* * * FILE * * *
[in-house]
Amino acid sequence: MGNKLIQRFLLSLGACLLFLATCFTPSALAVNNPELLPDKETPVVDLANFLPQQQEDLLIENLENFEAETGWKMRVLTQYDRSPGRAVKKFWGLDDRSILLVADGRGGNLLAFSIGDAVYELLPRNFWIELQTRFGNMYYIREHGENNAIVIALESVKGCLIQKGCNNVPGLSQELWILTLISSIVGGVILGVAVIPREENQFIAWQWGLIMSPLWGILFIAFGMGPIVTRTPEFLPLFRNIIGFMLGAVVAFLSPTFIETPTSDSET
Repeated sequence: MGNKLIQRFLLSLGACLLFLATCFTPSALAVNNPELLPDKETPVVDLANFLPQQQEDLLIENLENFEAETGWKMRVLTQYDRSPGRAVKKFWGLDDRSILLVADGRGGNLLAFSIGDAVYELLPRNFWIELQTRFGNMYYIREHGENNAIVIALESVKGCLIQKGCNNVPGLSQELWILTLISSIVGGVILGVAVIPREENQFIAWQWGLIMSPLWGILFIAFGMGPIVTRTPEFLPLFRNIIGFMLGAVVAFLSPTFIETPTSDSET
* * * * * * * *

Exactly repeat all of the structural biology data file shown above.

[in-house]
Amino acid sequence: MGNKLIQRFLLSLGACLLFLATCFTPSALAVNNPELLPDKETPVVDLANFLPQQQEDLLIENLENFEAETGWKMRVLTQYDRSPGRAVKKFWGLDDRSILLVADGRGGNLLAFSIGDAVYELLPRNFWIELQTRFGNMYYIREHGENNAIVIALESVKGCLIQKGCNNVPGLSQELWILTLISSIVGGVILGVAVIPREENQFIAWQWGLIMSPLWGILFIAFGMGPIVTRTPEFLPLFRNIIGFMLGAVVAFLSPTFIETPTSDSET
Repeated sequence: MGNKLIQRFLLSLGACLLFLATCFTPSALAVNNPELLPDKETPVVDLANFLPQQQEDLLIENLENFEAETGWKMRVLTQYDRSPGRAVKKFWGLDDRSILLVADGRGGNLLAFSIGDAVYELLPRNFWIELQTRFGNMYYIREHGENNAIVIALESVKGCLIQKGCNNVPGLSQELWILTLISSIVGGVILGVAVIPREENQFIAWQWGLIMSPLWGILFIAFGMGPIVTRTPEFLPLFRNIIGFMLGAVVAFLSPTFIETPTSDSET